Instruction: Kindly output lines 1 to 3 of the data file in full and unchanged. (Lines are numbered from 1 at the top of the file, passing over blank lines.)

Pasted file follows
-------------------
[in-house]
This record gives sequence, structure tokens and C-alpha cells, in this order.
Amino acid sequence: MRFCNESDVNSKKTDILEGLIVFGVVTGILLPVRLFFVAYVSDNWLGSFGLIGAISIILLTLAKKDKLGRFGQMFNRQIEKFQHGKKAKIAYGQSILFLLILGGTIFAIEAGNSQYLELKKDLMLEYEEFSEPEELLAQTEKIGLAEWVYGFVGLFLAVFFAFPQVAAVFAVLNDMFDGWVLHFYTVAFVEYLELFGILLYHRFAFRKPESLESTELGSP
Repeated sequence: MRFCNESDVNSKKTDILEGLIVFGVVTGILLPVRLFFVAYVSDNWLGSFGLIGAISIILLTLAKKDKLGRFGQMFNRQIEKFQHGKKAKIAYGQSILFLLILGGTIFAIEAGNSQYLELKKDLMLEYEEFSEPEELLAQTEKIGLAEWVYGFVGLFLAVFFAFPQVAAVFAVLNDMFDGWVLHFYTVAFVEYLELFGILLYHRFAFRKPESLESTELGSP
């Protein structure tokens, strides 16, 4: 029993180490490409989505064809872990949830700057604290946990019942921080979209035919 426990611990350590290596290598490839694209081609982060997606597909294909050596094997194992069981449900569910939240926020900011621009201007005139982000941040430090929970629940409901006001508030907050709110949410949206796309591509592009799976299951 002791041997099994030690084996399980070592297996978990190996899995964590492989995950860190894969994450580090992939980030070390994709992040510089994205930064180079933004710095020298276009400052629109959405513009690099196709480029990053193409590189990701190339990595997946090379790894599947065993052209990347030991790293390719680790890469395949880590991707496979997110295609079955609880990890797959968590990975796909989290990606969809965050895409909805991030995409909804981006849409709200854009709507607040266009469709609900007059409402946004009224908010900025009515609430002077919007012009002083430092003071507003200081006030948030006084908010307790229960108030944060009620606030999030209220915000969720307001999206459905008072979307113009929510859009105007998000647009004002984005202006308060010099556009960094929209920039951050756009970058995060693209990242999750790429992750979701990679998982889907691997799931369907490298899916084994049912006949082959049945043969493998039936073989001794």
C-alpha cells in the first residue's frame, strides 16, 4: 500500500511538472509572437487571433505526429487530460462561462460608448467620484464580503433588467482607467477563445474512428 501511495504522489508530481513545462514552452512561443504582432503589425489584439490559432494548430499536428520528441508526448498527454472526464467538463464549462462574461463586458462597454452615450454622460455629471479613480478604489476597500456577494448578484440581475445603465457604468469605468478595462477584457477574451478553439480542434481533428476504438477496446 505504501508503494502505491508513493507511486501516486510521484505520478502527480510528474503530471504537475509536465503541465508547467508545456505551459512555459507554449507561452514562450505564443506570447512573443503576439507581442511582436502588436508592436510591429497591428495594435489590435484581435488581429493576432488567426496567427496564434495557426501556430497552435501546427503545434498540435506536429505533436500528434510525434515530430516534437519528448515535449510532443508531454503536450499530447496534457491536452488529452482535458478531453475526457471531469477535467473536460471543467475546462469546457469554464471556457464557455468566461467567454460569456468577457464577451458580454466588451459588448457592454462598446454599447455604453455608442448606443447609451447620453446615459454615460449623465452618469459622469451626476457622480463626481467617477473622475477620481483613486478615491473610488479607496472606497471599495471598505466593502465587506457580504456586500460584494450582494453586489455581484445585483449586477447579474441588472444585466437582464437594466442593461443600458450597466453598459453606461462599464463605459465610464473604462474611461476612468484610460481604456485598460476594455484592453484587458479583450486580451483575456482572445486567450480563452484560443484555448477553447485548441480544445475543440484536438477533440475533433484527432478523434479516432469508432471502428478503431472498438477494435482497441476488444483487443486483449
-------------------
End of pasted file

[in-house]
This record gives sequence, structure tokens and C-alpha cells, in this order.
Amino acid sequence: MRFCNESDVNSKKTDILEGLIVFGVVTGILLPVRLFFVAYVSDNWLGSFGLIGAISIILLTLAKKDKLGRFGQMFNRQIEKFQHGKKAKIAYGQSILFLLILGGTIFAIEAGNSQYLELKKDLMLEYEEFSEPEELLAQTEKIGLAEWVYGFVGLFLAVFFAFPQVAAVFAVLNDMFDGWVLHFYTVAFVEYLELFGILLYHRFAFRKPESLESTELGSP